Mary’s feast it is to-day:
Raise we then the mystick lay.

Lord, thy Mother’s pure decease,
Her departure in thy peace,
Gath’red beatifick legions
From aloft to earthly regions,
To rejoice with men who cry, ”
God, thou art extoll’d on high.”


Holy Childer Three were freed
In mid-fire by Mary’s Seed:
There the shadow, dimly shown,
By the substance here is known;
And it setteth all and some
Carolling through Christendome:
“All thy works, above, below,
Bless thee, Lord, for evermo.”

Maiden clean, thy fame is sung
By Angelick trumpet-tongue:
Theme of Archangelick zones,
Virtues, Princedoms, Powers, and Thrones,
Dominations, Cherubim,
Yea, of awe-full Seraphim:
And with these we men below
Magnify thee evermo.

Maiden, in unheard-of way,
God in thy clear cloister lay,
Borrowing pure flesh and breath,
Born as mortal, prone to death;
Wherefore, Mother, we below
Magnify thee evermo.

Oh, the wonder passing thought
Of that humble Maid that brought,
From her ever-Virgin shrine,
Unto birth the Son Divine:
See, her grave is, in our eyes,
Turned into Paradise;
Whereby standing, we, to-day,
Full of joyaunce, sing and say,
“All thy works, above, below,
Bless thee, Lord, for evermo.”


Let us, every child of clay,
In the Spirit leap to-day,
Holding each his lighted lamp :
Next, let yon supernal camp
Of unbodied beings bright
Celebrate this heavenly flight,
By a path, as yet untrod
By the Bearer of our God;
Hailing Mary, blest o’er other,
Holy, ever-Virgin Mother.

Come, on Syon’s Olive-hill,
Of the living God the Rill,
Make we joy; as in a glass,
Viewing what is come to pass.
Christ, to far more worthy station,
And more sacred habitation
Doth convoy his Mother lowly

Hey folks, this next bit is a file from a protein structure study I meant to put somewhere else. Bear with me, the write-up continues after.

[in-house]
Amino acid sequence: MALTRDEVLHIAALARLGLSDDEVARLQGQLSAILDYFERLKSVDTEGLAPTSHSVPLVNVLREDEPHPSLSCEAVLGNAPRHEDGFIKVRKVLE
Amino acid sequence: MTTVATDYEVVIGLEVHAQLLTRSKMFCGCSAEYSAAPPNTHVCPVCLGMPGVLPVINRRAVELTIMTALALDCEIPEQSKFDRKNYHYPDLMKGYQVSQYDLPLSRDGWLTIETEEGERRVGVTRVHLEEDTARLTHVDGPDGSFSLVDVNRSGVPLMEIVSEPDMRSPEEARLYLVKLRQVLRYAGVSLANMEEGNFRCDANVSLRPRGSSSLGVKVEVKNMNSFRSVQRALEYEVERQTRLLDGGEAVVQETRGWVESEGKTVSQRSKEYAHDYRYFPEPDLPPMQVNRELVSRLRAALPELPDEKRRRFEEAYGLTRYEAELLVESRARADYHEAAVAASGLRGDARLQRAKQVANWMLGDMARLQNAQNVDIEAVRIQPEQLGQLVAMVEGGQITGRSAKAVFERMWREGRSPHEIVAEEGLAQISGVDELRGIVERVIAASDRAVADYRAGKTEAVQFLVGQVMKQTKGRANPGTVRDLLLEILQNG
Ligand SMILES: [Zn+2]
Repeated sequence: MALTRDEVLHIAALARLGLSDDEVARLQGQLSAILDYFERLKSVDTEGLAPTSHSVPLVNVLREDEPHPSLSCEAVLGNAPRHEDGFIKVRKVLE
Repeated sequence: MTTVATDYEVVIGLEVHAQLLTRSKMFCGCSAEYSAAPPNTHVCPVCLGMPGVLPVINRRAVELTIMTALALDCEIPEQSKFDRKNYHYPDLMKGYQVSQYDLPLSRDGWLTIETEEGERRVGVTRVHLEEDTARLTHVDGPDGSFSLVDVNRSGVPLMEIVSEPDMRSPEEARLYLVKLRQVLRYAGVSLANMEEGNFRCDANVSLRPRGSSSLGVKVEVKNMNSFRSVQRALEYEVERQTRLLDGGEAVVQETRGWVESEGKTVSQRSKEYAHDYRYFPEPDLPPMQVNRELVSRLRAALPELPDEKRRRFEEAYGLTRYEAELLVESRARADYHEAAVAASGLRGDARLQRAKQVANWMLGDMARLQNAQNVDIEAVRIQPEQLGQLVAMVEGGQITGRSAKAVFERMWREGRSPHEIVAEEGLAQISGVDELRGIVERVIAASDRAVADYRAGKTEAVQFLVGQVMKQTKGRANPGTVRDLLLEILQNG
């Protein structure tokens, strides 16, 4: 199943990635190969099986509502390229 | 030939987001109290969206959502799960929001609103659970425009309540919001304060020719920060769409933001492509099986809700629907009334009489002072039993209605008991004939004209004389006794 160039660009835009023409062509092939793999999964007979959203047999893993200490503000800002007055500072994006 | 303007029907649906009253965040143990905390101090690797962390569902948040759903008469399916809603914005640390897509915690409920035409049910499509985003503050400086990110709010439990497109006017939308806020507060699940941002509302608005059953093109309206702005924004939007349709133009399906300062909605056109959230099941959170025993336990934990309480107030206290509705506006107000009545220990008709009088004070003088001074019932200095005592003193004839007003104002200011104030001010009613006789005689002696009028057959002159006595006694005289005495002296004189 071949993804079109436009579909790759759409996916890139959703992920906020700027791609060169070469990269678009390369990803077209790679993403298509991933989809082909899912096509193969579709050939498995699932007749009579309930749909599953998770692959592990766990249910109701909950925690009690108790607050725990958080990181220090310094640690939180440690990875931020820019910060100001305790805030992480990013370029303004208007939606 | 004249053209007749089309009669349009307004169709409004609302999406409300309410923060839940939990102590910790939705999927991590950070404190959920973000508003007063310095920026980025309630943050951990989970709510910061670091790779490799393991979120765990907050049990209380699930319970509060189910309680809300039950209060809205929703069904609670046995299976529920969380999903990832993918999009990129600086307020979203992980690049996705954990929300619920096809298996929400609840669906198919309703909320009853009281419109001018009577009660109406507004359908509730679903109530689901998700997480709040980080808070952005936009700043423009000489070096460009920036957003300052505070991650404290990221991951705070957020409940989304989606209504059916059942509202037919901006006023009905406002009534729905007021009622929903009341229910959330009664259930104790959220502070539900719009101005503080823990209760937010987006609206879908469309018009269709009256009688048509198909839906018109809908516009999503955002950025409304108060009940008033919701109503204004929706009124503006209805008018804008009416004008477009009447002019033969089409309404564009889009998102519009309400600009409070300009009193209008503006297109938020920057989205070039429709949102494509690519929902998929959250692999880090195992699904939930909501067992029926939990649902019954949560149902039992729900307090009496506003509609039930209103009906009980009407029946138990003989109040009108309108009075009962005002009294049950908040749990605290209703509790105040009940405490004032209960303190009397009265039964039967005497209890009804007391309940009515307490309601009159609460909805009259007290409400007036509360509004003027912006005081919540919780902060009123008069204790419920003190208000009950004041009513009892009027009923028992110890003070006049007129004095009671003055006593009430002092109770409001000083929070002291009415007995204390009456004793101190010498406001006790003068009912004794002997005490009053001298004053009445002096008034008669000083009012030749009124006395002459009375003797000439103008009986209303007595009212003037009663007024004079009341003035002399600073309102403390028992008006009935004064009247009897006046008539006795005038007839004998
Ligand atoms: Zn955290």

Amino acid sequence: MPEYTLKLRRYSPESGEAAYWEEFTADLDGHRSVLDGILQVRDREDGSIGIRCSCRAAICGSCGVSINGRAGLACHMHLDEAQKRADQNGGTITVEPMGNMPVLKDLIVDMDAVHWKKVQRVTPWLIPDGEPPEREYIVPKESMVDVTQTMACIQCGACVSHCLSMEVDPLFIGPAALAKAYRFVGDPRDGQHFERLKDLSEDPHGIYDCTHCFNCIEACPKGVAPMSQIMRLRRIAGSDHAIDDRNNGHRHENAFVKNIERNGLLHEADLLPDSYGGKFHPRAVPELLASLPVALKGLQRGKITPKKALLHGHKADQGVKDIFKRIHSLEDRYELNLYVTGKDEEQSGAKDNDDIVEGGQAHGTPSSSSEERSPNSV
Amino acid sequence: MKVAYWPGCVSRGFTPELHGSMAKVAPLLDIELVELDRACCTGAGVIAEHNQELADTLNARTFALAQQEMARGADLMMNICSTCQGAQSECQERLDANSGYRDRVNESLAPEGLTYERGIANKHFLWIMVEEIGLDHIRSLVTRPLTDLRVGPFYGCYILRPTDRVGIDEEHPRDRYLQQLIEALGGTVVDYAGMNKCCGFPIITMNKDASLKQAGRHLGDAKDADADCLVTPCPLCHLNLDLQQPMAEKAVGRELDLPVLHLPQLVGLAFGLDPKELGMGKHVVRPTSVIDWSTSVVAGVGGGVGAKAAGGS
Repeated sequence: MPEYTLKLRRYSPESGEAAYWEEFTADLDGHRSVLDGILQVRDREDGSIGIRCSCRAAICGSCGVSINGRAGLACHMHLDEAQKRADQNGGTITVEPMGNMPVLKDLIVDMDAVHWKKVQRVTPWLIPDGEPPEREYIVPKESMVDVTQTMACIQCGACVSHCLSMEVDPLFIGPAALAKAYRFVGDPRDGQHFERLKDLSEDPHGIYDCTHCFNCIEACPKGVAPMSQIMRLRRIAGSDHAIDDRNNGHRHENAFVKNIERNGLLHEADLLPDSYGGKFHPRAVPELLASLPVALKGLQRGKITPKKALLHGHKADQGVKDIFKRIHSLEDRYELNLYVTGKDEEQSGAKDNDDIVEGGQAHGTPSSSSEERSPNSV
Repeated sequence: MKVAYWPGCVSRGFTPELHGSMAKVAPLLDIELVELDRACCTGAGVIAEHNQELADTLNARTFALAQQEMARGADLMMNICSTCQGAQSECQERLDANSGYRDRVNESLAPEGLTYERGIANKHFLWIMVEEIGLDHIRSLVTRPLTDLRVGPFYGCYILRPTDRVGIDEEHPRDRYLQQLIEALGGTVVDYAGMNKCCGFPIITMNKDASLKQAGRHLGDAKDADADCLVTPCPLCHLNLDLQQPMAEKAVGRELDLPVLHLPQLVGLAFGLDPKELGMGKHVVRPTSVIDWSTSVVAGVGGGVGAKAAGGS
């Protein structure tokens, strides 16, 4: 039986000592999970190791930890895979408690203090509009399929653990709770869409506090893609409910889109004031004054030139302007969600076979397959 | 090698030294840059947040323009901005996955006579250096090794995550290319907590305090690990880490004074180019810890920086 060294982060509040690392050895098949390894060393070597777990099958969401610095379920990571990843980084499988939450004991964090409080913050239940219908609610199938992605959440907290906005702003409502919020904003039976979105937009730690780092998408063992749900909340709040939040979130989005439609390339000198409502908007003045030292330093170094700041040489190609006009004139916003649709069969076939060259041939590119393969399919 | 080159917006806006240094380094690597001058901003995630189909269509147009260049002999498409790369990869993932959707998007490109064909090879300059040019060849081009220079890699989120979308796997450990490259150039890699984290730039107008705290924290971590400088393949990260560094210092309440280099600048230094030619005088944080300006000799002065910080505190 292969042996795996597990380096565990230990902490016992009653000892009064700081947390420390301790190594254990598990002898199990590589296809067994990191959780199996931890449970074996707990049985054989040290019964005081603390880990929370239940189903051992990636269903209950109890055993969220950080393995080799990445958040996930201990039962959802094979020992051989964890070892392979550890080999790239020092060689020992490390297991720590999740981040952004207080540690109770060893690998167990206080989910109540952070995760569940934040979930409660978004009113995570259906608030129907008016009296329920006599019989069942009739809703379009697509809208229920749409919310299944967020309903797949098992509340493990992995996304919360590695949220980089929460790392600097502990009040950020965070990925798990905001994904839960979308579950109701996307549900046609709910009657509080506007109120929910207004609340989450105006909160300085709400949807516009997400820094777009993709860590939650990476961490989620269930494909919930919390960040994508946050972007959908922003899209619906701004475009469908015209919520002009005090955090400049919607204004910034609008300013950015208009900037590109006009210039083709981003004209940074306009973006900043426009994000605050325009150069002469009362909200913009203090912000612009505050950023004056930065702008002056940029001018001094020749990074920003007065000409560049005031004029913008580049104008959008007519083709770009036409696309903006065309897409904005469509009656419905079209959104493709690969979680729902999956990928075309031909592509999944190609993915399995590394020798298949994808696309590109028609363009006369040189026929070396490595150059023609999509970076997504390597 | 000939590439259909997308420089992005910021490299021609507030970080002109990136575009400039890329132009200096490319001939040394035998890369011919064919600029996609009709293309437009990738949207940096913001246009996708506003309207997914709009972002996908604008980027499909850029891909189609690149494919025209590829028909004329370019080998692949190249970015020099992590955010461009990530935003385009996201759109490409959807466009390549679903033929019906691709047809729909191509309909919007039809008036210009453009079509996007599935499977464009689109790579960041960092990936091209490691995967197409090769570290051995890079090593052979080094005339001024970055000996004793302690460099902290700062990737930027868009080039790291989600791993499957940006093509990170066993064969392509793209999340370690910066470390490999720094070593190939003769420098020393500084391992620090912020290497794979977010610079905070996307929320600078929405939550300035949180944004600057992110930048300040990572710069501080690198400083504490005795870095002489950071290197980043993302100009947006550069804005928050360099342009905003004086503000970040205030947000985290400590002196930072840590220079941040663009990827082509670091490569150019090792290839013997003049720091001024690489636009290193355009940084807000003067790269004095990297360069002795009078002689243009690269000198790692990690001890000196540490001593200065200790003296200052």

To the Holiest of the Holy.

Come, ye faithful, haste away
To the tomb where Mary lay :
It salute we, e’er we part,
With true homage of the heart,
Of the forehead, lip and eye,
Drawing thence full free supply
Of the healing balms, that mount
From this everlasting Fount.

Take of us, thou blest Abode
Of the Living God, this Ode
On thine Exodus from hence;
And, of thy beneficence,
By the bright and heavenly grace
Streaming from thy blissful face,
Neath the shadow of thy wing,
Give the victory to the King;
To good Christen people, peace;
To thy Quiristers, release
From their sins, that they may thrive,
Yea, and save their souls alive.


Dr. John Mason Neale, one of the earliest and most accomplished of the translators of the sacred verse of the Orthodox Communion, in his “Hymns of the Eastern Church ” (1863, 2nd edition), gives some account of the poetical Canons which are used in the Office for Lauds, and explains the omission of a Second Ode in the present version of the Canon on our Lady’s Assumption. In a passage which is here somewhat shortened, Dr Neale says that a Canon consists (in theory) of nine Odes, each one of which contains any number of Troparia, or Stanzas, from three to beyond twenty. The reason for the number nine is this: that there are nine Scriptural Canticles employed at Lauds, on the model of which the Odes in every Canon are formed. The first is that of Moses, after the passage of the Red Sea; the second is that in which Moses blessed the Children of Israel before his death; and third and following ones are those of Hannah, of Habakkuk, of Isaiah, of Jonah, of the Three Children, of the Benedicite, and lastly, of the Magnificat and Benedictus. From this arrangement, Dr. Neale adds, it follows that, as the Second Canticle is never recited except in Lent, the Canons (in actual fact) never have any Second Ode. Dr Neale’s valuable estimate of the composition and contents of the Odes, as well as of their style and manner, is too long to be quoted. But one sentence, in regard to the Author’s history, whom he considers to be the greatest of the poets of the Eastern Church, may perhaps be permitted. It is surprising, he tells us, how little is known of the life of St. John Damascene: that he was born of a good family in Damascus; that he made great progress in philosophy; that he administered some charge under the Caliph; that he retired to the monastery of St Sabas in Palestine; that he was the most learned and eloquent with whom the Iconoclasts had to contend; that at a comparatively late period of life he was ordained a Priest of the Church of Jerusalem; and that he died after A.D. 754, and before A.D. 787 these facts seem to comprise all that has reached us of his biography. [Introduction, p. xxxij : and Text, p. 33.]